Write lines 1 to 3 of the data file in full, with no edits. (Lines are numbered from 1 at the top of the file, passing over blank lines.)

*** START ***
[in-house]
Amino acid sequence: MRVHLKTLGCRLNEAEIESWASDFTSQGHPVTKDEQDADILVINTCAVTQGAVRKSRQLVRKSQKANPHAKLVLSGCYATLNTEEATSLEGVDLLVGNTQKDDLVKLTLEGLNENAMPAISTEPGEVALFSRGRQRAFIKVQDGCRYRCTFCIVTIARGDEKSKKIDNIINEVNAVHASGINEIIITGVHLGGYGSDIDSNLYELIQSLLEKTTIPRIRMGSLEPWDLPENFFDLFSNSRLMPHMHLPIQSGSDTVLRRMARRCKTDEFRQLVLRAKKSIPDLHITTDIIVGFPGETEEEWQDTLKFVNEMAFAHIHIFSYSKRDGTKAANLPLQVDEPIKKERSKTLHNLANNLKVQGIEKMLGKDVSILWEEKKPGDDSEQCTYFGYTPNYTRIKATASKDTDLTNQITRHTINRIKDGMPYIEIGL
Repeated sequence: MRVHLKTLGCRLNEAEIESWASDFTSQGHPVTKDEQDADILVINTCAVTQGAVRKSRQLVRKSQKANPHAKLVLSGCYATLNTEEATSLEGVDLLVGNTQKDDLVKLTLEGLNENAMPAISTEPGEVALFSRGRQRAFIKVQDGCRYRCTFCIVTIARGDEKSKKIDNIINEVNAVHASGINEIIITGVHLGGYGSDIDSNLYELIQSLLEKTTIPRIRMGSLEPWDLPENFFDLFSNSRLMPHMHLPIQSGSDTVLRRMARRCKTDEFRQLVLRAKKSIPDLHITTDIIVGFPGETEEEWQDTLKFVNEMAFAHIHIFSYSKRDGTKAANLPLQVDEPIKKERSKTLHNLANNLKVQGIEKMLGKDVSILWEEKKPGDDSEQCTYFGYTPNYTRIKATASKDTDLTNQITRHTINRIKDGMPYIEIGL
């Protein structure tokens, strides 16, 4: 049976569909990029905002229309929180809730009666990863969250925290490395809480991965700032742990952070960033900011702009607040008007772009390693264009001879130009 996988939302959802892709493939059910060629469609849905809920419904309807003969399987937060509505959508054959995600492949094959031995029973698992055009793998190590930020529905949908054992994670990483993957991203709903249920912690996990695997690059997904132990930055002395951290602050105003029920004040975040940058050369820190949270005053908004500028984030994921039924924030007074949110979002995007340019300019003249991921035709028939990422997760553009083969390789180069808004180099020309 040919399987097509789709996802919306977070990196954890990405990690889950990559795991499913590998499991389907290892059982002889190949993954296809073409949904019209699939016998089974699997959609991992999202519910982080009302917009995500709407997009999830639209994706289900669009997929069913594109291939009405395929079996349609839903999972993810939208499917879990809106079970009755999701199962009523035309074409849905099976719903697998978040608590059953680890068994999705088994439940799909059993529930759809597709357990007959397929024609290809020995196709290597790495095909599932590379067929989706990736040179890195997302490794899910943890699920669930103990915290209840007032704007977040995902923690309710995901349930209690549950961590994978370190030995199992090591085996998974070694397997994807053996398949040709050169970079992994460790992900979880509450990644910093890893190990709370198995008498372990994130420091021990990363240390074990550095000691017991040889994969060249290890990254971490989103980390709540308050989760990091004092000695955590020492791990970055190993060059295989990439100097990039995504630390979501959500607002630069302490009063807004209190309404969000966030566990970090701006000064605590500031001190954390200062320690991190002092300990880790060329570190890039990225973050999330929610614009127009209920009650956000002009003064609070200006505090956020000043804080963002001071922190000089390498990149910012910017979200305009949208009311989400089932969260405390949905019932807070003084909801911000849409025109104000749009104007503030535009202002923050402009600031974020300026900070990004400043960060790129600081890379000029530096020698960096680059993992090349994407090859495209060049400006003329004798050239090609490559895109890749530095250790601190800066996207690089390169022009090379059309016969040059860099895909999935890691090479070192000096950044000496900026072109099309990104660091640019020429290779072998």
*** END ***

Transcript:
[in-house]
Amino acid sequence: MRVHLKTLGCRLNEAEIESWASDFTSQGHPVTKDEQDADILVINTCAVTQGAVRKSRQLVRKSQKANPHAKLVLSGCYATLNTEEATSLEGVDLLVGNTQKDDLVKLTLEGLNENAMPAISTEPGEVALFSRGRQRAFIKVQDGCRYRCTFCIVTIARGDEKSKKIDNIINEVNAVHASGINEIIITGVHLGGYGSDIDSNLYELIQSLLEKTTIPRIRMGSLEPWDLPENFFDLFSNSRLMPHMHLPIQSGSDTVLRRMARRCKTDEFRQLVLRAKKSIPDLHITTDIIVGFPGETEEEWQDTLKFVNEMAFAHIHIFSYSKRDGTKAANLPLQVDEPIKKERSKTLHNLANNLKVQGIEKMLGKDVSILWEEKKPGDDSEQCTYFGYTPNYTRIKATASKDTDLTNQITRHTINRIKDGMPYIEIGL
Repeated sequence: MRVHLKTLGCRLNEAEIESWASDFTSQGHPVTKDEQDADILVINTCAVTQGAVRKSRQLVRKSQKANPHAKLVLSGCYATLNTEEATSLEGVDLLVGNTQKDDLVKLTLEGLNENAMPAISTEPGEVALFSRGRQRAFIKVQDGCRYRCTFCIVTIARGDEKSKKIDNIINEVNAVHASGINEIIITGVHLGGYGSDIDSNLYELIQSLLEKTTIPRIRMGSLEPWDLPENFFDLFSNSRLMPHMHLPIQSGSDTVLRRMARRCKTDEFRQLVLRAKKSIPDLHITTDIIVGFPGETEEEWQDTLKFVNEMAFAHIHIFSYSKRDGTKAANLPLQVDEPIKKERSKTLHNLANNLKVQGIEKMLGKDVSILWEEKKPGDDSEQCTYFGYTPNYTRIKATASKDTDLTNQITRHTINRIKDGMPYIEIGL